Nuclear verdicts against corporations are on the rise.
A new analysis by Marathon Strategies found that in the decade following the Great Recession, the median verdict greater than $10 million against corporate defendants grew 55%. The five years leading up to the COVID-19 pandemic saw a particularly sharp rise in both the sum of these verdicts (178% increase) as well as their median (41% increase).
Though this trend was interrupted amid court closures in 2020, the sum of corporate nuclear verdicts nearly quadrupled in the following two years, from $4.9 billion in 2020 to over $18.3 billion in 2022. The median verdict also rose from $21.5 million in 2020 to $41.1 million in 2022 – a 95% increase – while the number of verdicts doubled. Civil court juries are once again issuing verdicts for damages in amounts that often rival the annual budgets of small countries, threaten to take down businesses, and provoke spikes in insurance premiums.
This report asserts that the term “nuclear verdict” no longer captures the scale of large jury awards.
Verdicts against corporations have become so large that those in excess of $100 million, at minimum, now necessitate a “thermonuclear” label. Juries ordered twenty verdicts against companies for over $100 million in 2022, including four that topped $1 billion. Overall, since 2009, 191 of these verdicts were “thermonuclear,” including 48 that exceeded $500 million and 23 that reached above $1 billion.
Marathon’s analysis identified 882 nuclear verdicts against corporate defendants for a total of $169 billion. As this report focuses on jury awards and not the ultimate outcome of each case, this total does not reflect reductions for comparative negligence or assignment of fault to settling defendants or nonparties; additurs, remittiturs or reversals; or attorney fees, costs, or other fines, unless awarded by the jury. In several recent cases – such as a 2022 intellectual property matter in which Meta was ordered to pay messaging app firm Voxer over $174 million in damages for violating two live-streaming patents – the defendant has either begun the appeal process or said they plan to do so.
Industry sectors enduring the biggest financial hits due to nuclear verdicts since the Great Recession include tobacco, pharmaceuticals, automobiles, finance, and IT software. Many of the verdicts made mainstream news headlines, including juror awards of $23.6 billion against tobacco and $9 billion against pharmaceutical giants in products liability matters. While the top industries for these verdicts may be self-evident – wrongful death cases from smoking have been litigated for decades, motor vehicle accidents are an entire practice area to themselves, finance is an industry with frequent contract disagreements, and technology is an industry fraught with patent disputes – few sectors have been immune to supersized verdicts. Marathon’s analysis found that since 2009, juries have ordered nuclear verdicts against some 712 companies across 117 sub-industries. Since the pandemic, the top sectors have included semiconductors, trucking, and big tech firms.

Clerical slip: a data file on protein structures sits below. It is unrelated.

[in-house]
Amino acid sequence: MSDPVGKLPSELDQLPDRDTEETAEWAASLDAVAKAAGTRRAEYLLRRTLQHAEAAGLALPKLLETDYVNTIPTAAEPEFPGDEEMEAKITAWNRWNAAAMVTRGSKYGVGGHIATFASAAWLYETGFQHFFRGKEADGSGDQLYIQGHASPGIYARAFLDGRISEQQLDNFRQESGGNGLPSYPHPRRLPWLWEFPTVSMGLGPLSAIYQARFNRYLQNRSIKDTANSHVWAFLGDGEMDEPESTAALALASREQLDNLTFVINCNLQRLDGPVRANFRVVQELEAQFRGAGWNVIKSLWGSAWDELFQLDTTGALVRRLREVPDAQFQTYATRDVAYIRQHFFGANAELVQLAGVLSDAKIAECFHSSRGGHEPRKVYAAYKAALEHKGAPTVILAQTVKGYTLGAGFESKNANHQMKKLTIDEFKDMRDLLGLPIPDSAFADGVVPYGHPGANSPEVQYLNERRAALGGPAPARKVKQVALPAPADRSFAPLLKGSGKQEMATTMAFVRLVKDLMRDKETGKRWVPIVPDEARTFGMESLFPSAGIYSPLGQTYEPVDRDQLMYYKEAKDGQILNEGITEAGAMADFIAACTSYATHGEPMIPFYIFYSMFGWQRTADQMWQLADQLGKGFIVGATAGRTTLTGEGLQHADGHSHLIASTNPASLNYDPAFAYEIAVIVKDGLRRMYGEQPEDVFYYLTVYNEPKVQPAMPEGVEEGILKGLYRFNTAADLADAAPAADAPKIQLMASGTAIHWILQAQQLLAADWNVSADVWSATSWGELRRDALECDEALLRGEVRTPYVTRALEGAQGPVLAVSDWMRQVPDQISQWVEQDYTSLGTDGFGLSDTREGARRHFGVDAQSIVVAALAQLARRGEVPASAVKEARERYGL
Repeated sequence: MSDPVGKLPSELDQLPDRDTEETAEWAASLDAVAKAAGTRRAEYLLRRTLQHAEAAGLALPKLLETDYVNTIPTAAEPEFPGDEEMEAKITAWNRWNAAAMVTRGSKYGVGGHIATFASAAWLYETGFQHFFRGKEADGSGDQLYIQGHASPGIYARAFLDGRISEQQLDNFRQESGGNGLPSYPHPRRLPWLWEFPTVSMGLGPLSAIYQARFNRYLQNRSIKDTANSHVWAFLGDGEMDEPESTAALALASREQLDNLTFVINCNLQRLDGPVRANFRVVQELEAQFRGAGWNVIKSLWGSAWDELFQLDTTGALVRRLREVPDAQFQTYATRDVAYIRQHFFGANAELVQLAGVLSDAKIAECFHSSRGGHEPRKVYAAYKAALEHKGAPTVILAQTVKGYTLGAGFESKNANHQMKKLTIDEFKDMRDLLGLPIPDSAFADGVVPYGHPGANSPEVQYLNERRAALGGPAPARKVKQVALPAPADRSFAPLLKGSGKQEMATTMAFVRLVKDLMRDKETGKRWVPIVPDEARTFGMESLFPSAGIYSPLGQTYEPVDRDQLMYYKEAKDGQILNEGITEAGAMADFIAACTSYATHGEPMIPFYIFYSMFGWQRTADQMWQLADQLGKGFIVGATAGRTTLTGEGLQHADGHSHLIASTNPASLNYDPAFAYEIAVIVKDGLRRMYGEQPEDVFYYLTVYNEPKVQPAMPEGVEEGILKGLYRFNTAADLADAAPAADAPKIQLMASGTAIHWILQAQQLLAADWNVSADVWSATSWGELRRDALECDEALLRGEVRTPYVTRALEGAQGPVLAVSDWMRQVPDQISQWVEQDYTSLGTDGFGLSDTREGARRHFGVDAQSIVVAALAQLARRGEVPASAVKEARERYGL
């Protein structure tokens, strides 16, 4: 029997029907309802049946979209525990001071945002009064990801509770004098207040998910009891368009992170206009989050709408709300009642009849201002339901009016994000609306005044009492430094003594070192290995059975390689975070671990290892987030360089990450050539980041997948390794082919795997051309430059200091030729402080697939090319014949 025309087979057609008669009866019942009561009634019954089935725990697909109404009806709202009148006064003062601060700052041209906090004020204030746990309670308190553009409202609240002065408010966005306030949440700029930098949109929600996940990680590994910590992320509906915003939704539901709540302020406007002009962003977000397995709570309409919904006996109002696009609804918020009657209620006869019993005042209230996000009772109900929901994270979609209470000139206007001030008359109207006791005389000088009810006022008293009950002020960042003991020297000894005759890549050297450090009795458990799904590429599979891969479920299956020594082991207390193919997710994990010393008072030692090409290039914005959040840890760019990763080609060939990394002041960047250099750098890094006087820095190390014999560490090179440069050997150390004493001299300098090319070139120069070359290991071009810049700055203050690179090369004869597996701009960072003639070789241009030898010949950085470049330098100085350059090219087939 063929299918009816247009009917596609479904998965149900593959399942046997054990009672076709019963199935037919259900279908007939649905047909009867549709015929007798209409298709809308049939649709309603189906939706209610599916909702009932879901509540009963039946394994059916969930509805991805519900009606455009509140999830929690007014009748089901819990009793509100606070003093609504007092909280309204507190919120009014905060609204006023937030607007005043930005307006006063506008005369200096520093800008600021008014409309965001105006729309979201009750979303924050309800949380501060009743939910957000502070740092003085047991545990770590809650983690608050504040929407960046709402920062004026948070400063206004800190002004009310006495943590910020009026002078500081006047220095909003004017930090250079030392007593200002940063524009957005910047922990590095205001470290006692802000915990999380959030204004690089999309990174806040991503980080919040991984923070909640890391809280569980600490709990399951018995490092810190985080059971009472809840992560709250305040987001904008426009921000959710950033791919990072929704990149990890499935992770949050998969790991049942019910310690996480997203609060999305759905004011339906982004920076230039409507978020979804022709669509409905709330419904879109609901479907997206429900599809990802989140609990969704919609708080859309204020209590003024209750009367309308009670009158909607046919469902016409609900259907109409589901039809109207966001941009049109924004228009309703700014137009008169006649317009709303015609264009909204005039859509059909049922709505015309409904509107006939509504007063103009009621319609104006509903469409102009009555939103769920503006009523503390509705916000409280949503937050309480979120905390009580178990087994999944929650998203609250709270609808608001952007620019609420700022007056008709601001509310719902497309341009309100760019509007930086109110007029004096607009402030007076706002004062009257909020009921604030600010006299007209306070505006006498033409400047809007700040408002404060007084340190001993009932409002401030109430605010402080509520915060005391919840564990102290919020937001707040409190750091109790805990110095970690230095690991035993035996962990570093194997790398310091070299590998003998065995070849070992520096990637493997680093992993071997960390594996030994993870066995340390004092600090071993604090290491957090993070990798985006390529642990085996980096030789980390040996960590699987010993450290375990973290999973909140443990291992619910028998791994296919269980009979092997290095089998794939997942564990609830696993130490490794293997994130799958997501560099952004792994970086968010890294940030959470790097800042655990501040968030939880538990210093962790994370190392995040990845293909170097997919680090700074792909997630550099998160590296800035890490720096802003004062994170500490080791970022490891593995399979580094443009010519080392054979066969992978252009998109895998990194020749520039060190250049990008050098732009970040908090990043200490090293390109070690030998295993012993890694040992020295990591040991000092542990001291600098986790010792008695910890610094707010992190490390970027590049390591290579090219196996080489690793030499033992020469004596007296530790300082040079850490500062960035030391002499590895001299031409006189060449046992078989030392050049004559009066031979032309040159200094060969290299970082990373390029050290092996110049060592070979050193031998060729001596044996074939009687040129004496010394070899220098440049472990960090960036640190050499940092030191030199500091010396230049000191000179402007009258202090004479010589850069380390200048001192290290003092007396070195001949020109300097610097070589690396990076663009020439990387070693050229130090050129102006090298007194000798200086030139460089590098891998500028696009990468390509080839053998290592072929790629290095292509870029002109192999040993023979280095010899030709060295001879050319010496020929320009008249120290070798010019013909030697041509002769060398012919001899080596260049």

While each case is unique, Marathon’s analysis found that nuclear verdicts against companies most often stemmed from cases in products liability (37%) and intellectual property (23%) matters. Since 2009, there have been 211 products liability nuclear verdicts for $63 billion and 173 intellectual property verdicts for $41 billion. The next-largest case topics, breach of contract or breach of fiduciary duty, combined for 105 verdicts for $17.5 billion total. Other top cases for nuclear verdicts include motor vehicle (83 verdicts for $7.8 billion) or wrongful death accidents (6 verdicts for $8.2 billion), worker or workplace negligence matters (71 verdicts for $4.6 billion), and fraud (47 verdicts for $4.9 billion). As many cases contained allegations across several of these categories, Marathon’s data sorting prioritized the classifications determined by The National Law Journal and LexisNexis’ Jury Verdicts & Settlements database.